If you want to find where you have a certain number of zeros in a row, like 3 or something, and then chop off the number starting at the first zeros, then you'll have to convert the number to a string and look for zeros, and print the string. For example:
str = sprintf('%.999g', 3.33) % 3.3300000000000000710542735760100185871124267578125
threeZeros = strfind(str, '000');
if ~isempty(threeZeros)
str = str(1:threeZeros-1)
end
fprintf('%s\n', str);

Walter Roberson on 26 Mar 2018
>> fprintf('%.999g\n', 3.33)
3.3300000000000000710542735760100185871124267578125
that is 49 digits after the decimal place.
All of the entries with value between 2 and 4 will have the same number of digits after the decimal place, except the entries that happen to involve powers of 2 denominators in the fractions, such as 3.3125 (3 + 5/16) as happens for the 44 and 55.5 entries. For entries with value between 1 and 2, add one decimal place (i.e, 50 after the decimal point); for each power of 2 above that subtract 1 decimal place. You can use log2() to calculate the grouping. Basically, floor(log2(value)) + 50 is the number of decimal places after the decimal point, except for the cases that happen to involve M/2^N for some integer M and N.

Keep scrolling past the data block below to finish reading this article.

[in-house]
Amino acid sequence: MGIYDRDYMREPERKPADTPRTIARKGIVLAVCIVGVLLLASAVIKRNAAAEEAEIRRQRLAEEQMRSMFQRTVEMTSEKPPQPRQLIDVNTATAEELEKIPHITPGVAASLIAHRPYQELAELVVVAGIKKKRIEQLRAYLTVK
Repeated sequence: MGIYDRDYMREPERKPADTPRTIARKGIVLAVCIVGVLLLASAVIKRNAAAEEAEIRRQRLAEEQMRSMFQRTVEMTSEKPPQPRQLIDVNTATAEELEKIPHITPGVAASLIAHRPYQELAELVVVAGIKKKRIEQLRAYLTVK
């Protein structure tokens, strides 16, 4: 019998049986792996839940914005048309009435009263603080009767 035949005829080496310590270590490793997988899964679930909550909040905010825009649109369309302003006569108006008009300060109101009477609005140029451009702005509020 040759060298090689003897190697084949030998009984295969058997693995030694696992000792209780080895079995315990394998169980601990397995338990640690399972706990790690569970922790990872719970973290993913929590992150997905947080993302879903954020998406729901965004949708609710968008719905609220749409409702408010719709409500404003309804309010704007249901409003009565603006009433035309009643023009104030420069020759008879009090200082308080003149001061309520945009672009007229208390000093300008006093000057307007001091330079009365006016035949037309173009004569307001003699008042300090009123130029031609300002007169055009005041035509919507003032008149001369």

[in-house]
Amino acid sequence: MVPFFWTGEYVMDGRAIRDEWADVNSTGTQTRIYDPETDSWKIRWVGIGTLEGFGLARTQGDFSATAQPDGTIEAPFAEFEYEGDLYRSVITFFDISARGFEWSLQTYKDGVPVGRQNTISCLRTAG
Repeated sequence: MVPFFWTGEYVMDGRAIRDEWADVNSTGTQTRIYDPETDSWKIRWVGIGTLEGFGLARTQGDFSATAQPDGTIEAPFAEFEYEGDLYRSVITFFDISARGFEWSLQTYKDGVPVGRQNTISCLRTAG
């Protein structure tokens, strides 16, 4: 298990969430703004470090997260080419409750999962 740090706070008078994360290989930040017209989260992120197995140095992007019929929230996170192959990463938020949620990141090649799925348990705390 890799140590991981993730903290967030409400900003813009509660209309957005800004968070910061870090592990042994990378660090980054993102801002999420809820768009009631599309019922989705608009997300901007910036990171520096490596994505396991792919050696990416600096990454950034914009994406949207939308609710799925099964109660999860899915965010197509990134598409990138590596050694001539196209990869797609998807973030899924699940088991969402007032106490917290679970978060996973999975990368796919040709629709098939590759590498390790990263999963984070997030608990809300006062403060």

Lev Vitkin on 26 Mar 2018
Walter, based on one of your answers to similar topic, do you think the approach below works:
tmp = ceil(log10(max(1,abs(A)*(1+eps)))); % get numbers in int parts
lInt = max(tmp(:));
tmp = 1000*rem(A,1); %get decimal parts for short format (*1000)
tmp = ceil(log10(max(1,abs(tmp)*(1+eps)))); % get numbers in fract parts
lFract = max(tmp(:));
fmt = ['%',num2str(lInt +lFract + 2),'.',num2str(lFract),'f']; % +1 for dot, +1 for space
for row = 1 : size(A, 1)
fprintf(fmt, A(row, :));
fprintf('\n');
end
The results is:
1.000 2.200 3.330
44.000 55.500 6.666
Thank you, Lev
Stephen23 on 26 Mar 2018
Edited: Stephen23 on 26 Mar 2018
@Lev Vitkin: the code you wrote is limited to 3 decimal places, so what is the point in that? Your code does not resolve your original question "I need to find the "format" %X.Yf... I need to find the Y." You just fixed Y==3, so if you are happy with that then what is the point of the question?
Your code is not very robust, and could be simplified, e.g.:
ceil(log10(max(1,abs(A)*(1+eps))))
better replaced with
1+fix(log10(max(1,abs(A))))
Note also that your code does not calculate Y (of your original question) anyway, because your concept for calculating lFrac is flawed. Try it with intermediate zeros and you will see that it will not work:
>> A = [1.001,22.002,333.003]
>> tmp = 1000*rem(A,1)2.00000 3.00000
>> tmp = ceil(log10(max(1,abs(tmp)*(1+eps))))
>> lFract = max(tmp(:))
lFract = 1
Do those numbers require one decimal digit, or three? Note that my answer correctly identifies that these require three decimal digits:
fmt = '%7.3f %7.3f %7.3f\n'
and prints this:
1.001 22.002 333.003
If you want code that actually adjusts to the precision of the numbers then see my answer.